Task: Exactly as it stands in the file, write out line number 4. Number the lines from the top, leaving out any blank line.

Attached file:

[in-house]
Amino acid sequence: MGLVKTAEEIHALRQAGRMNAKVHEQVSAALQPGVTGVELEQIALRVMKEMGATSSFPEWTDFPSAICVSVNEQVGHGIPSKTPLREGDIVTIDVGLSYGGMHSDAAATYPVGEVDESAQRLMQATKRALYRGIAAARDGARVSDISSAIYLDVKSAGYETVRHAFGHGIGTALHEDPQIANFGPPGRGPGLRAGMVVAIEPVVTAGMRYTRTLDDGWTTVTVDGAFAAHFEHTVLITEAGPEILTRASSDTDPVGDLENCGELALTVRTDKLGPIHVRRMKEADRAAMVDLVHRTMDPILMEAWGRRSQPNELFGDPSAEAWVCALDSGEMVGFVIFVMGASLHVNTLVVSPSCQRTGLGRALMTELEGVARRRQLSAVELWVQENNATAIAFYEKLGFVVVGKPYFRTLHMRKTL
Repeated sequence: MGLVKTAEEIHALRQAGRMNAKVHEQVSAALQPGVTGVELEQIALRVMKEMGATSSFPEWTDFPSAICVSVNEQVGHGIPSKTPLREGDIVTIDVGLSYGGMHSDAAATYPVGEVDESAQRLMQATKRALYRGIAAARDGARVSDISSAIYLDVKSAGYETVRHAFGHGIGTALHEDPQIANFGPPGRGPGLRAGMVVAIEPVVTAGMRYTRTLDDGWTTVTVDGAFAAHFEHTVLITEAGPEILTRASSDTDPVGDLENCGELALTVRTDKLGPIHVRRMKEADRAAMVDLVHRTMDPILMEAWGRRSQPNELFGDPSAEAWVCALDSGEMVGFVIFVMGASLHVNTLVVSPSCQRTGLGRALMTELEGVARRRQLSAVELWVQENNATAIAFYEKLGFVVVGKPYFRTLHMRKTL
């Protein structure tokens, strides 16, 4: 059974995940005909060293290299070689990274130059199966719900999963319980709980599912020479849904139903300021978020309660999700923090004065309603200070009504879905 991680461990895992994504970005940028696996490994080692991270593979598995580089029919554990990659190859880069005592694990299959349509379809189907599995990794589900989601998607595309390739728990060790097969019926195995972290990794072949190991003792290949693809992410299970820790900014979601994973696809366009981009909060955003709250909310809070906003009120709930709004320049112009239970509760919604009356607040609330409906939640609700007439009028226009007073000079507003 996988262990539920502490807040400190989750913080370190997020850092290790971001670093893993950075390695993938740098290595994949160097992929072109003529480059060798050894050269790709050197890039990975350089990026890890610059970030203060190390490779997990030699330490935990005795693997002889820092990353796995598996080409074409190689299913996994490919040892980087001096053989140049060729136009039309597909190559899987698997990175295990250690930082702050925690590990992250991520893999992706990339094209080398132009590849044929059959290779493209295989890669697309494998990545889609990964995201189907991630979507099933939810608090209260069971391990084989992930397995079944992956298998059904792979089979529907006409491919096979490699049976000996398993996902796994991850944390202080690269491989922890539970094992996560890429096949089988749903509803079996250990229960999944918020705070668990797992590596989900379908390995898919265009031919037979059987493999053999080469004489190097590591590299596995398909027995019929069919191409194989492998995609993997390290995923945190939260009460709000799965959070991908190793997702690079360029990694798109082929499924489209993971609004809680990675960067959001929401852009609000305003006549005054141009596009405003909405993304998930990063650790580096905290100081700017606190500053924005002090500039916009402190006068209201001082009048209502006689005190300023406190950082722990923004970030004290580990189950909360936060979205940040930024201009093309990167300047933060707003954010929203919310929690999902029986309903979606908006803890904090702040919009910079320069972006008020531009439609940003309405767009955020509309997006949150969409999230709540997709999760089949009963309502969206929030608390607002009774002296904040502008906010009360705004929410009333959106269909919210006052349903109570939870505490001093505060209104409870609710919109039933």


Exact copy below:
């Protein structure tokens, strides 16, 4: 059974995940005909060293290299070689990274130059199966719900999963319980709980599912020479849904139903300021978020309660999700923090004065309603200070009504879905 991680461990895992994504970005940028696996490994080692991270593979598995580089029919554990990659190859880069005592694990299959349509379809189907599995990794589900989601998607595309390739728990060790097969019926195995972290990794072949190991003792290949693809992410299970820790900014979601994973696809366009981009909060955003709250909310809070906003009120709930709004320049112009239970509760919604009356607040609330409906939640609700007439009028226009007073000079507003 996988262990539920502490807040400190989750913080370190997020850092290790971001670093893993950075390695993938740098290595994949160097992929072109003529480059060798050894050269790709050197890039990975350089990026890890610059970030203060190390490779997990030699330490935990005795693997002889820092990353796995598996080409074409190689299913996994490919040892980087001096053989140049060729136009039309597909190559899987698997990175295990250690930082702050925690590990992250991520893999992706990339094209080398132009590849044929059959290779493209295989890669697309494998990545889609990964995201189907991630979507099933939810608090209260069971391990084989992930397995079944992956298998059904792979089979529907006409491919096979490699049976000996398993996902796994991850944390202080690269491989922890539970094992996560890429096949089988749903509803079996250990229960999944918020705070668990797992590596989900379908390995898919265009031919037979059987493999053999080469004489190097590591590299596995398909027995019929069919191409194989492998995609993997390290995923945190939260009460709000799965959070991908190793997702690079360029990694798109082929499924489209993971609004809680990675960067959001929401852009609000305003006549005054141009596009405003909405993304998930990063650790580096905290100081700017606190500053924005002090500039916009402190006068209201001082009048209502006689005190300023406190950082722990923004970030004290580990189950909360936060979205940040930024201009093309990167300047933060707003954010929203919310929690999902029986309903979606908006803890904090702040919009910079320069972006008020531009439609940003309405767009955020509309997006949150969409999230709540997709999760089949009963309502969206929030608390607002009774002296904040502008906010009360705004929410009333959106269909919210006052349903109570939870505490001093505060209104409870609710919109039933």